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Hunt for variants
- Your turn to play

A new variant is here!
Find the differences, their impact and retrace the evolution of the coronavirus.

Duration of the activity: 30 minutes
Recommended age: 15 years old and above
Population geneticsMedical Data Science


Activity 1

Find the differences!

Every time SARS-CoV-2 infects human cells, millions of copies of the virus, and thus of its genetic material, are produced…and those copies are not always identical!

Here are 3 small pieces of the genetic material of SARS-CoV-2:
the original and those found in two different copies (variant 1 and variant 2), coming from two different cities.

variant 1ggtttccaacccacttatggtgttggttac
variant 2ggcttccaacccactaacggtgttggttac

Question 1

How many differences are there?


There are 3 differences (in green):

For those who are motivated…

Here is the alignment of the ‘original’ SARS-COV-2 genome with the genome of the variant Alpha :

Have fun counting the differences between these two sequences of 29’903 nucleotides

Hint: The presence of a * means there is no difference, the presence of a – means a letter is missing.

Activity 2

One difference can make all the difference!

The genetic material of the virus contains all the recipes to make proteins. The differences (called mutations) found in the genetic material of virus variants can modify the proteins produced using these recipes…but not always.

One protein present at the surface of the virus, the spike protein, is particularly monitored by scientists. It’s this protein that enables the virus to enter human cells and it’s also this protein that is recognized by the antibodies we produce to fight the virus!

Depending on the differences, the virus could become more infectious or even escape the immune response provoked by a vaccine.

Translate the 3 nucleotide sequences into amino acid sequences using the genetic code:
add the missing amino acids in the sequence of the spike protein

The genetic code
3 nucleotide letters (A,T,C,G) correspond to a single amino acid letter (G,E,N,I,A, L, ...)
To translate, start from the centre and work outwards.
Example : GGT -> G

nucleotides (original)ggtttccaacccactaatggtggtggttac
amino acids (original)GFQPTNGVGY
nucleotides (variant 1)ggtttccaacccacttatggtggtggttac
amino acids (variant 1)GGVGY
nucleotides (variant 2)ggcttccaacccactaacggtgttggttac
amino acids (variant 2)PGVY


I give up!


Question 2

How many differences are there between the protein sequences?

Compare it to the number of differences in Question 1…


There are 3 differences between the nucleotide sequences (in green) but only 1 difference between the amino acid sequences: N -> Y (in red).

A mutation in the nucleotide sequence does not necessarily modify the amino acid sequence of the corresponding protein, since the genetic code is ‘redundant’. Fortunately!

…496 497 498 499 500 501 502 503 504 505…
nucleotides (original) ggt ttc caa ccc act aat ggt gtt ggt tac
amino acids (original) G F Q P T N G V G Y
nucleotides (variant 1) ggt ttc caa ccc act tat ggt gtt ggt tac
amino acids (variant 1) G F Q P T Y G V G Y
nucleotides (variant 2) ggc ttc caa ccc act aac ggt gtt ggt tac
amino acids (variant 2) G F Q P T N G V G Y

The mutation N->Y is found in the virus ‘variant 1’ at position 501 in the amino acid sequence of the spike protein: it is called N501Y.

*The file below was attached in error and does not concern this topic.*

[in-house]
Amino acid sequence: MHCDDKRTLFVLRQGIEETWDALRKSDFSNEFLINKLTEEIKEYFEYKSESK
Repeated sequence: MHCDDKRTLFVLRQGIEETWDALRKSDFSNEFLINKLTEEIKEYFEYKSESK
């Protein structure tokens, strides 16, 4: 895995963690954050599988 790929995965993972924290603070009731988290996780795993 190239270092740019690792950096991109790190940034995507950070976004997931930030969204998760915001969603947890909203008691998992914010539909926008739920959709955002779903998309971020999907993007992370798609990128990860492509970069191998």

This mutation could have an impact on the capacity of SARS-CoV-2 to infect human cells, as it is localised in the region of the spike protein that binds to human cells.

Activity 3

Track the evolution of the virus…

Here is a very schematized representation of the genetic material of SARS-CoV-2, each with a different combination of mutations (rectangles of different colours). Variant F is the sequence of the ‘original’ virus.

The order in which the different mutations appear can be represented by a tree. The red mutation, present in all the virus variants, probably appeared first (variant E), then the yellow mutation (variant C),…


Question 3

Which is the best solution?

Here are the nucleotide sequences of 5 virus variants. Which tree showing the order of appearance of the mutations seems to be correct?


The correct answer is ‘Solution B’ and ‘Solution C’: these 2 trees are identical: the top branch, a bit like a mobile, has been inversed.

The variant 4 probably appeared before the others!

Activity 4

Here is a SARS-CoV-2 nucleotide sequence found in the wastewater in a treatment plant of a Swiss ski resort at the beginning of December 2020:

position 496 505
codon ggt ttc caa ccc act tat ggt gtt ggt tac

Is the mutation N501Y present? Could it possibly be the variant Alpha?

Hint: Use the genetic code and translate the nucleotide sequence…

Answer & Explanation

Here is the respective positions of the different codons and amino acids in the sequence of the spike protein:

position 496 497 498 499 500 501 502 503 504 505
codon ggt ttc caa ccc act tat ggt gtt ggt tac
amino acids

The protein sequence contains the amino acid Y at position 501, corresponding to the famous mutation N501Y.

For the anecdote, this mutation, as well as several other mutations present in the variant Alpha, were found in the wastewater from Lausanne and a Swiss ski resort. These samples had been collected between July and December 2020. There results suggest that variant Alpha could already have been circulating in Switzerland at the beginning of December 2020. This variant was officially discovered in Great Britain at the beginning of December 2020!

Detection and surveillance of SARS-CoV-2 genomic variants in wastewater (2021)
Surveillance of SARS-CoV-2 genomic variants in wastewater
V-pipe: A bioinformatics pipeline for viral sequencing data
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